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ERP in Tosco

ERP in Tosco

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Published by Shubro Barua

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Published by: Shubro Barua on Jul 13, 2011
Copyright:Attribution Non-commercial


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osco Corporation is one of the largest oil refineries in United States. Once a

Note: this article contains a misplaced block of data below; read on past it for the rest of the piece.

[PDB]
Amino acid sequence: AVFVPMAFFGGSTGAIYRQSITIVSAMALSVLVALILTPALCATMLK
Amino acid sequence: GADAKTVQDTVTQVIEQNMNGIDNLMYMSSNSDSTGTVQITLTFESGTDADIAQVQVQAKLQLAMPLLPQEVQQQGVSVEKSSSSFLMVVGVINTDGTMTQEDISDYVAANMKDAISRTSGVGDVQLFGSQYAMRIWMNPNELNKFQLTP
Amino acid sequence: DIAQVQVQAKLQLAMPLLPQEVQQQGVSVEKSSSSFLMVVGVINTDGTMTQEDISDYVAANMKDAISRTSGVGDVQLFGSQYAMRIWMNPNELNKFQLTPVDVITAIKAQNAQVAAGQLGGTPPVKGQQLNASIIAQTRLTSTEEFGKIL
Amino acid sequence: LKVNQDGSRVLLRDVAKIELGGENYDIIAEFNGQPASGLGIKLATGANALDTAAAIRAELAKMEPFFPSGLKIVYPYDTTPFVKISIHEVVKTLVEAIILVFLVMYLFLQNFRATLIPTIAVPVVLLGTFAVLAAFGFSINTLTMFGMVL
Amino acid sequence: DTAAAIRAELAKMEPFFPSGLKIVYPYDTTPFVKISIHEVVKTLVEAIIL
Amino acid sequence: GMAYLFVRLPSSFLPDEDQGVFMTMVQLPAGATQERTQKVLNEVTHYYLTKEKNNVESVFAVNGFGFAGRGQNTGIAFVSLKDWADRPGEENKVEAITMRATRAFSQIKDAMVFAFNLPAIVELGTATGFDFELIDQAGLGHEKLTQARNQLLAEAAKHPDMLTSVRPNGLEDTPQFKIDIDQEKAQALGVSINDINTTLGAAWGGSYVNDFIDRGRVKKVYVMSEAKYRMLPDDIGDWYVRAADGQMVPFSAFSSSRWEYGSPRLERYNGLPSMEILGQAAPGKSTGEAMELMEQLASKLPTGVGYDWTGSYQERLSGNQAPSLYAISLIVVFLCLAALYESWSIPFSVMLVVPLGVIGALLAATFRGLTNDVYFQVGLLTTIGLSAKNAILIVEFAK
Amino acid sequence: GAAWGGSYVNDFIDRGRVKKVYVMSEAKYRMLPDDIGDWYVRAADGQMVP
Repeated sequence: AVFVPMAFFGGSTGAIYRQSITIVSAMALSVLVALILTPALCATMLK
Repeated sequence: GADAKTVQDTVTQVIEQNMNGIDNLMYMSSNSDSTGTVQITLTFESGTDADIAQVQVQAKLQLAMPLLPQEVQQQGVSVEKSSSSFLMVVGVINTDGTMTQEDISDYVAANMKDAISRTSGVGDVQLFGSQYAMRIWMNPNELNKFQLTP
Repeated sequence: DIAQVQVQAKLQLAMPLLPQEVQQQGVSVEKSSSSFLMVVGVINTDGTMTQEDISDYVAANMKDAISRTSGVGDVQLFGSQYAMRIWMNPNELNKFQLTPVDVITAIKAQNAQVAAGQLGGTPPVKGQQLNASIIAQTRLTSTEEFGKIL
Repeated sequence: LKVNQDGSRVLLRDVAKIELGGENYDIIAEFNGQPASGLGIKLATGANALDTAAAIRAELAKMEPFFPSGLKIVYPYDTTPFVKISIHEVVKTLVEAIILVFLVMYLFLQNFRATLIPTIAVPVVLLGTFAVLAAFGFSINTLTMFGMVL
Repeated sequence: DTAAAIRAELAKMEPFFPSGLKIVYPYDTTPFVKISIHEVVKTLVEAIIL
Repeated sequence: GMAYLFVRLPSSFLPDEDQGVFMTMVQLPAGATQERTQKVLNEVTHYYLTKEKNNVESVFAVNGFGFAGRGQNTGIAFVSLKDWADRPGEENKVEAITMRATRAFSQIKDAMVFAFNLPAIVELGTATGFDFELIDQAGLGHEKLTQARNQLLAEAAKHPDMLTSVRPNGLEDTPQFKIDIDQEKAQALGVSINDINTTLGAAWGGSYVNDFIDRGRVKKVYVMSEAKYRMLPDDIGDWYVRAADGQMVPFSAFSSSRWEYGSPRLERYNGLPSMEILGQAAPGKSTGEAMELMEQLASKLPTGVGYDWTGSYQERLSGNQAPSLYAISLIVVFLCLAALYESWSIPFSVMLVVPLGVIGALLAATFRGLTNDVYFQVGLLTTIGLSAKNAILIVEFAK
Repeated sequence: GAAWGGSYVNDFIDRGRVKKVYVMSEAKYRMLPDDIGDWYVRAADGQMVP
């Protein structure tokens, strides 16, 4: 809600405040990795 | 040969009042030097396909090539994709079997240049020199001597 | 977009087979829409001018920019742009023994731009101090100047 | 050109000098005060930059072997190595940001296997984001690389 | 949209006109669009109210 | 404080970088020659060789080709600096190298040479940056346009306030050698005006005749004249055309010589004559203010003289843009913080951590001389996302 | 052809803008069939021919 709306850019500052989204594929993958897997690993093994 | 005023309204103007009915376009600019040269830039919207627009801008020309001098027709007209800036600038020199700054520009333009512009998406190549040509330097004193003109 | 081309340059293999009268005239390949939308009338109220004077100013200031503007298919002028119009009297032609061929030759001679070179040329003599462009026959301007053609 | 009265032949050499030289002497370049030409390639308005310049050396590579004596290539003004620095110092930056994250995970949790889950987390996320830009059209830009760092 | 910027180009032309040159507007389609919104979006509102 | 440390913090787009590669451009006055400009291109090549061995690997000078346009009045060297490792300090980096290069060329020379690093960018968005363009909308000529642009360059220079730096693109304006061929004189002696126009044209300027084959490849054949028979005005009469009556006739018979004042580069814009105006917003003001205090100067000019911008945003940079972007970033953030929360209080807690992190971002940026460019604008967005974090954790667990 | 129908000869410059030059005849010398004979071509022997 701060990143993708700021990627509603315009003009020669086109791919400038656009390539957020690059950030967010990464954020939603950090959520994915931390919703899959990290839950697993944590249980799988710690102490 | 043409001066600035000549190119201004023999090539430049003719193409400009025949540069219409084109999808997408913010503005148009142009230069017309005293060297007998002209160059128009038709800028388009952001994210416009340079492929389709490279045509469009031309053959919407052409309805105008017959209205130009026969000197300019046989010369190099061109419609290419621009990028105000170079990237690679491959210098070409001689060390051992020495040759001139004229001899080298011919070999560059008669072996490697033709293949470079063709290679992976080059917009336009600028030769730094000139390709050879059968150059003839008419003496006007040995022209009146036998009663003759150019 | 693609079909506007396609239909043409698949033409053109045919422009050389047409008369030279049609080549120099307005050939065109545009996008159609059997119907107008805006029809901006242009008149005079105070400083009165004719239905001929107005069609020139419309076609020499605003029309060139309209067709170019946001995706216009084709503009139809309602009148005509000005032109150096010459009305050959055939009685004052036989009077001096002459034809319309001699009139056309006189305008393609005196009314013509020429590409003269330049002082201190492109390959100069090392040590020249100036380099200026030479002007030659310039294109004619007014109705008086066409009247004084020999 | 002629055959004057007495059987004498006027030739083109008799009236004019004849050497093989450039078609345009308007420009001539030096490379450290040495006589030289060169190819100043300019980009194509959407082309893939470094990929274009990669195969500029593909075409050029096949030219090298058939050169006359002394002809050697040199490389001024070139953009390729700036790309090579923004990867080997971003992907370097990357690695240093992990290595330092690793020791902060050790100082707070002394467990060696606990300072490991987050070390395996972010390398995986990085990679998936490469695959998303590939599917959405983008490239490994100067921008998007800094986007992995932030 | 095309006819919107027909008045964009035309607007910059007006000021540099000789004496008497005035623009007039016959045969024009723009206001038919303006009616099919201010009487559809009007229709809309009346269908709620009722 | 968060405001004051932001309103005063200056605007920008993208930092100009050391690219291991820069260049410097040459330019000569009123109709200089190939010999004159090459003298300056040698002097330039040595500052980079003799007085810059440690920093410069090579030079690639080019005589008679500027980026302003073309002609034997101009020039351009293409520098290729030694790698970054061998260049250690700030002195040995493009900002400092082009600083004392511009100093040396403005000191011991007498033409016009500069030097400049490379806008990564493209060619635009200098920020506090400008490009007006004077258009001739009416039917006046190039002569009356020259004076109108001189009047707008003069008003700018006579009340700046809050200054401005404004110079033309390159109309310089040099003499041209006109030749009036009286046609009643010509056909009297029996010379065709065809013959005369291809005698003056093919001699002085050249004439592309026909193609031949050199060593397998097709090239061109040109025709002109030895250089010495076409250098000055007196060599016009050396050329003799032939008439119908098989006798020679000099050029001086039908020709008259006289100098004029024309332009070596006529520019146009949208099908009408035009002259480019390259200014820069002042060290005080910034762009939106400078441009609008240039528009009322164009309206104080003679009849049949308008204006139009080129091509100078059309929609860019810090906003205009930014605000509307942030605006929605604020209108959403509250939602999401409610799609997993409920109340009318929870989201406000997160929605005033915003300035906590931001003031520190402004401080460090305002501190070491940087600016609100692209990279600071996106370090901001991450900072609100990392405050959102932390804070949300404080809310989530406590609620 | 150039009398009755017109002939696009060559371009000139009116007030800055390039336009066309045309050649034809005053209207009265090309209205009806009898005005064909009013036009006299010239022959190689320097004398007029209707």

major player in American efforts to develop alternative energy sources, Toscorefocused on its refining operations after enthusiasm over synthetic fuelswaned in the early 1980s. Tosco received $380 million worth of compensationfrom Exxon for its share of Colony. The initial agreement between the twocompanies had stipulated that Exxon would have to buy out its stake in theventure if it ever pulled out, and Tosco exercised that clause in the contract.Most of the money went to relieve debt and recover Tosco's own capitalexpenditures, while some of it went to shareholders in a special one-timedividend. Exxon's payment, however, did not obscure the fact that Tosco'sgamble on oil shale--the entire reason behind the company's birth--had cometo a profitless end. It now had to rely on its refinery business for direction andrevenues.The reorganization did little to ease Tosco's difficulties. Sagging crude oil andgasoline prices made things difficult for a company that suddenly foundrefining to be its sole source of support. Tosco lost over $677 million between1983 and 1986, and, after buying out dissident shareholders inspired byGood, found itself so deeply in debt that its creditors decreed that it shouldhire investment banker Bear Stearns to help arrange a takeover. There were,however, no takers. The company's stock fell to $2.75 per share, down fromits high of $45 in 1980. Feeling that a change of leadership was necessary,Tosco's directors forced Talbot to resign in June of 1986 and replaced himtwo months later with company chairman Clarence Frame. In the meantime,Tosco sold its Bakersfield refinery to Texaco for $22 million. Although thecompany returned to profitability under Frame, its heavy debt load anddepressed stock price forced Tosco to spend the remainder of the decadeunder the pall of takeover speculation. Michael Tennenbaum, a Los Angeles-based director of Bear Stearns, purchased a seven-percent stake in thecompany in 1987. The next year, Argus Energy, a Connecticut-basedinvestment partnership, announced that it had acquired a 40-percent interestin Tosco. In 1989 the company acquired Seminole Fertilizer, but this did notstop the widespread takeover speculation and uncertainty over Tosco'sstatus. Later that year, Argus Energy head man Thomas O'Malley, by now aTosco director succeeded Clarence Frame as chief executive officer.One of the company's first actions under O'Malley was to announce that itwas entertaining takeover bids. Tosco claimed that at least three multinationalcorporations made offers, but refused to announce the identity of the suitors.